Adobe ties up with Amazon to build D2C stores powered by Amazon’s commerce and fulfillment tools

Image Credits: Sari Montag / Flickr under a CC BY-SA 2.0 license.

E-commerce giant Amazon was built on the concept of a large marketplace that could be the home for all online shopping, whether it was for items and services it was selling itself or those sold by third parties. Now — capitalising on the new trend for direct-to-consumer (D2C) selling, it is partnering with Adobe to step up its efforts to play a role in even transactions beyond the web.

Today, Adobe announced that it is working with Amazon on a new program called Branded Stores for Amazon Sellers, to create what they are describing as “branded storefronts” (not described specifically as websites) aimed at smaller merchants that have already been selling through Amazon (and possibly other marketplace platforms) to build their own first-party commerce experiences — while still using some of the transaction and fulfillment tools of the Amazon ecosystem. For now, those tools don’t appear to include Prime, although from what I understand expanding Prime beyond the ecosystem is on the roadmap. Instead, it covers Amazon Pay, fulfillment and hosting on AWS.

This is not an exclusive deal, but Adobe says Amazon is calling it the preferred partner. The Branded Stores offering is rolling out first in North America, with plans to expand to Europe in the coming months. Pricing has yet to be announced.

The timing of the news is interesting on two fronts. On Adobe’s end, it follows on from an announcement made yesterday, where Adobe (which is holding its Imagine event this week in Vegas) noted that Magento was getting integrations with Amazon and Google. Merchants now can use the Magento platform to manage inventory, pricing and other details on Amazon listings. Today’s news is another sign of how Adobe may indeed have a lot of tools for merchants to fuel its new Commerce Cloud effort (launched in March), but it lacks the scale of transactions and merchant customers that Amazon has.

“Small and mid-market businesses are taking direct ownership over how they manage customer experiences to differentiate, grow, and build loyalty,” said Jason Woosley, vice president of Commerce Product and Platform, Adobe, in a statement. “Our work with Amazon empowers this large community of sellers to get closer to their customers while saving them time and money on development.”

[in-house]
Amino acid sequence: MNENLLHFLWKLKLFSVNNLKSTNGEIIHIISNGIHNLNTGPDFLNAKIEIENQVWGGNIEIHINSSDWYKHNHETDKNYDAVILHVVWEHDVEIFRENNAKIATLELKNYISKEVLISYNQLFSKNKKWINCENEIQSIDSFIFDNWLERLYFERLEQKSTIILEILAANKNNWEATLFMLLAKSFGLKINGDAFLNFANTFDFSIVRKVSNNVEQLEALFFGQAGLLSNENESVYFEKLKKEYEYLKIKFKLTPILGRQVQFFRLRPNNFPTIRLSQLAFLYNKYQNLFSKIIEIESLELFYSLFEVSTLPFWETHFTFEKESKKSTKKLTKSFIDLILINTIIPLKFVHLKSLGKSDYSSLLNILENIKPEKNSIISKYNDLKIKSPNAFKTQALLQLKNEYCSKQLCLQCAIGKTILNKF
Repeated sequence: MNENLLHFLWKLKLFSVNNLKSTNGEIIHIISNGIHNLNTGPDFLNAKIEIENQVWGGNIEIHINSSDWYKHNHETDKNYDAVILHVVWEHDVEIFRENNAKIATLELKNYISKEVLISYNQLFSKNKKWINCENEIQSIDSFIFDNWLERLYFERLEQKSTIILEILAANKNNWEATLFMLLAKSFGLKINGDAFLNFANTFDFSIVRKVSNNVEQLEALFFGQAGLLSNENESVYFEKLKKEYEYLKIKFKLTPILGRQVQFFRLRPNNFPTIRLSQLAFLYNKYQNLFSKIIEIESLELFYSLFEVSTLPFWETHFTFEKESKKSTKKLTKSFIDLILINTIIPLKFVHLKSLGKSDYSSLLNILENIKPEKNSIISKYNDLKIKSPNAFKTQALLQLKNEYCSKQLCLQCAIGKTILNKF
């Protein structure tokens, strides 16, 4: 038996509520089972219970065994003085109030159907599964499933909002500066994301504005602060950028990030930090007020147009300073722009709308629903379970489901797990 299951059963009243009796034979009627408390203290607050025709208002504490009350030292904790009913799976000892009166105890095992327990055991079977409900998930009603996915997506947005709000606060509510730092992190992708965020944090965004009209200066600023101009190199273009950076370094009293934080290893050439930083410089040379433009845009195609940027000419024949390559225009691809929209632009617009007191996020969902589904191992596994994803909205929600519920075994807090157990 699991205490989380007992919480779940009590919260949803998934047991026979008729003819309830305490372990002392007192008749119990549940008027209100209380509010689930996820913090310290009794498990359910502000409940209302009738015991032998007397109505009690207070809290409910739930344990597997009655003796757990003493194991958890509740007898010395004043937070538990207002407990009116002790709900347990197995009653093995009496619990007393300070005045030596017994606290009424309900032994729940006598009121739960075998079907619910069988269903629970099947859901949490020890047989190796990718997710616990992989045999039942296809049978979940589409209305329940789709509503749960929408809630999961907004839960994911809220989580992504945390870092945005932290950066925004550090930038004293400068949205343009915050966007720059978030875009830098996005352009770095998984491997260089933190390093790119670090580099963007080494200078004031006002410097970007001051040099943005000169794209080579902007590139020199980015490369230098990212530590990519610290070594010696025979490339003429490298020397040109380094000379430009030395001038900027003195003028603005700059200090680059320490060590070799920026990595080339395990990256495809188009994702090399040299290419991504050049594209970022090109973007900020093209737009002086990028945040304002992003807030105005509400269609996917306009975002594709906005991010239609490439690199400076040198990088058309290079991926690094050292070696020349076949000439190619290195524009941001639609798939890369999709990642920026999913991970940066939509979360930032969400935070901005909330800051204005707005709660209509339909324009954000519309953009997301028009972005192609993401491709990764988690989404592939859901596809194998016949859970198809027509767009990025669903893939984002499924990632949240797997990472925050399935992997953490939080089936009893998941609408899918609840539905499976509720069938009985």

On the part of Amazon, the collaboration with Adobe is a sign of how the company is trying to change with the times, and specifically to respond better to the rise of D2C in the world of e-commerce. In D2C — which has been strong in the fashion world but also appears increasingly in other categories too — brands develop direct relationships with their customers (not via listings) that can span not just websites, but big social media presences on Instagram, Snapchat, Facebook, Twitter and so on. In fact, in some cases even websites are being thrown out the window, in aid of reaching customers wherever they happen to be.

“We are excited to support the Branded Stores for Amazon Sellers offering from Magento, which builds on our long-running collaboration with Adobe,” said Terry Wise, VP, Channels and Alliances, Amazon Web Services, Inc. “Powered by AWS, this launch will provide sellers a seamless way to grow their business and scale for peak shopping periods.”

To be clear, Amazon has been offering the option to create brand stores on since 2017. The downside of these is that they are limited in their interfaces and do not give a lot of control to the sellers in terms of functionality. Navigate beyond the first page, and you are likely to find yourself again in the basic Amazon experience: great for Amazon, and I suppose somewhat helpful in its predictability, but not what every brand wants or needs today.

To continue growing, Amazon has been making gradual steps to expand how the commerce tools that it has built for its own platform can be applied elsewhere. In March, the company announced a partnership with Worldpay to build Amazon Pay into its payment experience: this means that any online merchant using Worldpay to take card and other online payments can now offer Amazon Pay as a payment option.

At the time, Patrick Gauthier, VP of Amazon Pay, hinted to us that while Prime was not part of the proposition then, the company was already quietly making a few third-party websites and brands Prime-eligible, meaning that if you were a Prime member, there would be certain items for sale on participating sites that would qualify for free, often next-day or same-day, shipping.

Coupled with today’s development, you can see a gradual picture building up for how Amazon hopes it can continue to remain relevant in the next phase of online omnicommerce, wherever it happens to be.

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